Zooming in to find a well-crafted sandwichIt’s always been tough to get a good sandwich in Itaewon. Sure, now we have the fast-food chains Subway and Schlotzsky’s, and Gecko’s offers a nice blackened-chicken number. But Itaewon has never had a deli or diner that turns your crank.
If you want a good sandwich you have to venture beyond Itaewon. But now you don’t have to travel far. Just get to a certain new diner, down in Hannam-dong, a long walk or short motorcycle ride away. Oh wait, you still ride that Daelim 125cc ottobike? You’d better leave that home, unless you want to get throttled.
That’s because the sandwich joint called Rider’s ― opened recently by a Korean-American woman, Ha Yea-kyung ― is right next to the local Harley-Davidson dealership, and caters to the Harley faithful. In fact, the interior of Ms. Ha’s shop was designed by the owner of the Harley store, and resembles a bike garage, albeit one clean enough to eat in.
The friendly Ms. Ha, who’ll ask you to call her by her English name, Diane, knows sandwiches. While living in America, from 1973 until she returned to Korea last May, she ran her own deli, called Harlem Place, first in Washington, D.C., then in Seattle.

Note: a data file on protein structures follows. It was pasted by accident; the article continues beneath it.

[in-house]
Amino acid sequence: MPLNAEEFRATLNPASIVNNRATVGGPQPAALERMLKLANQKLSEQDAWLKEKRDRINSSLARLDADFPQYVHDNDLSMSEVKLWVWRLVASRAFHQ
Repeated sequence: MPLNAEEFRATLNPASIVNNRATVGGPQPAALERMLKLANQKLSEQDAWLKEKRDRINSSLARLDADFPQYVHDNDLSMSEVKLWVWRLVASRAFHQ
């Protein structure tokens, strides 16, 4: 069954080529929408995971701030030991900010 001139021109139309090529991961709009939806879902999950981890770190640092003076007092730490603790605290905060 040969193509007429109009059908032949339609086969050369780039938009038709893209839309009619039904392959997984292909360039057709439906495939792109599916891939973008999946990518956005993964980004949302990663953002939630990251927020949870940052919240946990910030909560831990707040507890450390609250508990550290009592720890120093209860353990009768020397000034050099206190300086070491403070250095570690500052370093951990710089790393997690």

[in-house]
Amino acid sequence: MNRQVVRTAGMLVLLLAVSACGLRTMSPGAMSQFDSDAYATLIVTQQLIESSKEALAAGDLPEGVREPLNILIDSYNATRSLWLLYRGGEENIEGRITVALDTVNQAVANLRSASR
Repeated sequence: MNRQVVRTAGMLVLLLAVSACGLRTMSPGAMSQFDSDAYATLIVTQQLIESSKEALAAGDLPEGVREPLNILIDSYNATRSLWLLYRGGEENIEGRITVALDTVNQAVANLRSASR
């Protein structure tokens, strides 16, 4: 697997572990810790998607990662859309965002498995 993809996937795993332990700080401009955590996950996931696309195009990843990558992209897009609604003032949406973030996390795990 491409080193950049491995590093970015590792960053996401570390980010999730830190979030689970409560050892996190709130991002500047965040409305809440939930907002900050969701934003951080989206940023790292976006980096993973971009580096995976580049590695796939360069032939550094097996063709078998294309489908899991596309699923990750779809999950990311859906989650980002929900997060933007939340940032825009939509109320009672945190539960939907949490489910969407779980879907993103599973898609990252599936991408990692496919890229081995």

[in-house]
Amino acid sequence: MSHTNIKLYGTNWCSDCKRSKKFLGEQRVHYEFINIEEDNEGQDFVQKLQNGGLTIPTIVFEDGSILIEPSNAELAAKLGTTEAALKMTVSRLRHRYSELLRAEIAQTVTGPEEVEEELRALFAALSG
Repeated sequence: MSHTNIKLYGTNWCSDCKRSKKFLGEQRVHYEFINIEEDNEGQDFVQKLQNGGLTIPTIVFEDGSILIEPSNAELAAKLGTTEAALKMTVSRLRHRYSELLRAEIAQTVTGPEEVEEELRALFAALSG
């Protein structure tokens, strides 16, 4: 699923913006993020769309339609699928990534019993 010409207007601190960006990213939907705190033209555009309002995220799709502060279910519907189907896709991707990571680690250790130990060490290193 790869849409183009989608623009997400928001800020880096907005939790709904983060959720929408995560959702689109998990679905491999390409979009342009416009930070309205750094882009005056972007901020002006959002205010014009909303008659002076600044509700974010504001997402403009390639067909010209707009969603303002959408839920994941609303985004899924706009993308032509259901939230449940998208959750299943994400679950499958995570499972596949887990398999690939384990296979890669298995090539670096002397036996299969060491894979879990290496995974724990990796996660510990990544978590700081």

Ms. Ha came back to Korea last year because, well, life is like a motorcycle ride ― eventually you have to come home. Luckily for us, she’s brought her sandwich-crafting expertise with her, and put it to good use. At Rider’s, you can choose from seven kinds of sandwiches: ham and cheese, bacon, lettuce and tomato, club, salami, turkey, egg or tuna. Each comes with potato chips and a pickle wedge, and costs about 6,000 won ($5.14). Also on the menu are soups and salads and beer and wine. For after, there’s coffee from a genuine diner-style machine.
The trappings of the new diner hint that Ms. Ha is a motorcycle momma. But she’s not, at least not yet. “To be honest, I really don’t know much about motorcycles,” she said. “But now I’m starting to, because I constantly hear that motorcycle sound coming and going.”
About 15 percent of Ms. Ha’s customers are biker types, she says. One, a middle-aged American, is particularly interesting. He regularly boasts that he has three wives ― one American, one Japanese and one Korean. This perplexed Ms. Ha until one day the man asked if she wanted to meet his American wife, who he said was just outside. Ms. Ha was then taken out and introduced to his Harley.
The nonbikers who frequent Rider’s tend to be besuited types from nearby offices and embassies. Folks from the Volvo building down the road come every day for lunch, Ms. Ha said.
Nevertheless, business at Rider’s is still in low gear. But Ms. Ha expects it to accelerate once spring rolls around. Once it reaches cruising speed she wants to start a second shop, this time in Apgujeong. Let’s hope that down the road she parks one in Itaewon proper.
by Mike Ferrin